It could be pretty low hanging fruit for the Gophers to win two of their first three games, nonconference assignments with South Dakota State and Georgia Southern at home. The third nonconference matchup is Fresno State away, a likely challenging game. Bulldogs coach Jeff Tedford is big time and has a team picked by the media to win the West Division of the Mountain West Conference. Playing at night on the West Coast is often a bugaboo for Big Ten clubs.

But if the Gophers are going to impress early in 2019 they need to win against a team like Fresno State. And, ideally, go to Purdue for their first Big Ten game and beat a Boilermakers team that can potentially beat anyone in the conference.

Let the Gophers come home from Purdue 4-0 and watch the homecoming they receive from the public to play Nebraska on October 12. Lordy, with a scenario like that there might even be more gold in the stands than red when the Cornhuskers come to town.

An 8-4 season, with five wins in the Big Ten, along with a recognizable bowl invite could position the Gophers to experience a significant increase in tickets sales for 2020. The road back to 2015 interest won’t be easy but it’s possible.

A return to the fan obsession of the 1950’s? Don’t even go there.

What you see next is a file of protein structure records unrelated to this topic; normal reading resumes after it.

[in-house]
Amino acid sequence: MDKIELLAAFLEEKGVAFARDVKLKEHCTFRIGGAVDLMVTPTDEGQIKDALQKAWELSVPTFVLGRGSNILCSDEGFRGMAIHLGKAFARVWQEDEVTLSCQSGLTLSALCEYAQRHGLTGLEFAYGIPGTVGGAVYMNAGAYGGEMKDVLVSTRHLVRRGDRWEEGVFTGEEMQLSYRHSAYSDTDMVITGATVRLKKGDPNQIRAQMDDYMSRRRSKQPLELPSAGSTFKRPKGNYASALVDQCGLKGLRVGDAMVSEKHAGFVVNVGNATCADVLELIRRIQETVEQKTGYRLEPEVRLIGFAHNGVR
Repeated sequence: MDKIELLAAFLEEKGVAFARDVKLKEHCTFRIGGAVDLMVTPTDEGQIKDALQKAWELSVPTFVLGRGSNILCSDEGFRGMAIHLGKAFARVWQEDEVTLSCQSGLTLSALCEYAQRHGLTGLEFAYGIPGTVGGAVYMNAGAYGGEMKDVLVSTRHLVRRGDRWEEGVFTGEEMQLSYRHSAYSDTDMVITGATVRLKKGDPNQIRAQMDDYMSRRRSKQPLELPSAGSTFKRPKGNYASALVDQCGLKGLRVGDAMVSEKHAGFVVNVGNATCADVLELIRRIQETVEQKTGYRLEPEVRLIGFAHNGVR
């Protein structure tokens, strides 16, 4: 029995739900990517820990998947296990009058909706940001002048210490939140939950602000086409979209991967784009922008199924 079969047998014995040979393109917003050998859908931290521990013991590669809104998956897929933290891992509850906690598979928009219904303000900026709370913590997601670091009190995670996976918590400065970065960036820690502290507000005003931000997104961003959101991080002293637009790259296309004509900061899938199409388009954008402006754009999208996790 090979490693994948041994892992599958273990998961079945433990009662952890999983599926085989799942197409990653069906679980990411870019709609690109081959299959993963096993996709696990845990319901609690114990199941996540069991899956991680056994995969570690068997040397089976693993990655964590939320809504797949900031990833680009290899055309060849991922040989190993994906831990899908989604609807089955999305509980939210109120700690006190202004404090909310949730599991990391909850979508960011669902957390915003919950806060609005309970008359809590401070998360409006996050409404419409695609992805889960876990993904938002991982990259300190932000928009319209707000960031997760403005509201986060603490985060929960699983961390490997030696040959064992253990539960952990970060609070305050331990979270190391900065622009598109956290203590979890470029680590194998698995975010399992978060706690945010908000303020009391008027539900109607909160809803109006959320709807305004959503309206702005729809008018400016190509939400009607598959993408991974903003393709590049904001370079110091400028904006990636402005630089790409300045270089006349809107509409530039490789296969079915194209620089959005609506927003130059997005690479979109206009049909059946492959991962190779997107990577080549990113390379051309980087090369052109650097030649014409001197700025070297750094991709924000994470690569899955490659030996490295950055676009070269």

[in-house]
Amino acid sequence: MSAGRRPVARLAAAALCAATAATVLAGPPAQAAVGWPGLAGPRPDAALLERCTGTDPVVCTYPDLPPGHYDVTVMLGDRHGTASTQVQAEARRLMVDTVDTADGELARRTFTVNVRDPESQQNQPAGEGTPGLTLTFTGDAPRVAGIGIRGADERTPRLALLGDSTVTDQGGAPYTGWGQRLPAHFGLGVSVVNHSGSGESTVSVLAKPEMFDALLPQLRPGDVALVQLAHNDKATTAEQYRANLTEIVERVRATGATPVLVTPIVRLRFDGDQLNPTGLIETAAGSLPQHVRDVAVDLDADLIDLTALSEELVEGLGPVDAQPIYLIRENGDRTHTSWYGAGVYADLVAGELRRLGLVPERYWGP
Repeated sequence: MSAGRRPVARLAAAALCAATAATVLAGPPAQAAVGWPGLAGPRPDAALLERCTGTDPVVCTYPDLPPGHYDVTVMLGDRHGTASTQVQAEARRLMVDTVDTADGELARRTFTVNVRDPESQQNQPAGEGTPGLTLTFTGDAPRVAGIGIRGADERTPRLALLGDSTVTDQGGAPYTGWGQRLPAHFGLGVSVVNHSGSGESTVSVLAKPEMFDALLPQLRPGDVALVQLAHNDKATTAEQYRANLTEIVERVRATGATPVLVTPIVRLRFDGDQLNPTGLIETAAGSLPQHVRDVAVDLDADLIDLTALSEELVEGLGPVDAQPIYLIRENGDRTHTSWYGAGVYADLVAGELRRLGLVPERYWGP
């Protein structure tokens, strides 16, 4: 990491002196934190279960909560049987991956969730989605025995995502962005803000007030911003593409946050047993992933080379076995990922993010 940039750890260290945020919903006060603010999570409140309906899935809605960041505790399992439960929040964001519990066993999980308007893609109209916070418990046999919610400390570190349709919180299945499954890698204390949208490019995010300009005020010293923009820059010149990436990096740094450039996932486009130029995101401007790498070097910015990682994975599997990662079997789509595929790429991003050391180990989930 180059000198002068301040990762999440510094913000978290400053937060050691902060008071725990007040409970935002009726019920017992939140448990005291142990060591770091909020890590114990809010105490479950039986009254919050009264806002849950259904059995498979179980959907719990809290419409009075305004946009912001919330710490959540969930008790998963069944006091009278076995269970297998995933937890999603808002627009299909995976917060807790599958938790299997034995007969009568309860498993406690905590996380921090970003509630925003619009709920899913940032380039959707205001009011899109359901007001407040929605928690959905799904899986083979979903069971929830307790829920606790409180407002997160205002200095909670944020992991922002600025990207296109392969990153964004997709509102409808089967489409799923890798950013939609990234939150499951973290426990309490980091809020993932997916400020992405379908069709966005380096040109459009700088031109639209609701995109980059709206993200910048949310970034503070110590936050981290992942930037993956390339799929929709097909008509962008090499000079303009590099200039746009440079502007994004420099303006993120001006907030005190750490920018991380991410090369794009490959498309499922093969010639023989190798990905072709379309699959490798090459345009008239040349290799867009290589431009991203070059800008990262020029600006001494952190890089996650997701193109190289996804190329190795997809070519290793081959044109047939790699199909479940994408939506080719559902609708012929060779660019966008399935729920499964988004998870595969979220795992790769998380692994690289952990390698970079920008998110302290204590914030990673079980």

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David Shama

David Shama is a former sports editor and columnist with local publications. His writing and reporting experiences include covering the Minnesota Vikings, Minnesota Twins, Minnesota Timberwolves and Minnesota Gophers. Shama’s career experiences also include sports marketing. He is the former Marketing Director of the Minnesota North Stars of the NHL. He is also the former Marketing Director of the United States Tennis Association’s Northern Section. A native of Minneapolis, Shama has been part of the community his entire life. He is a graduate of the University of Minnesota where he majored in journalism. He also has a Master’s degree in education from the University of St. Thomas. He was a member of the Governor’s NBA’s Task Force to help create interest in bringing pro basketball to town in the 1980s.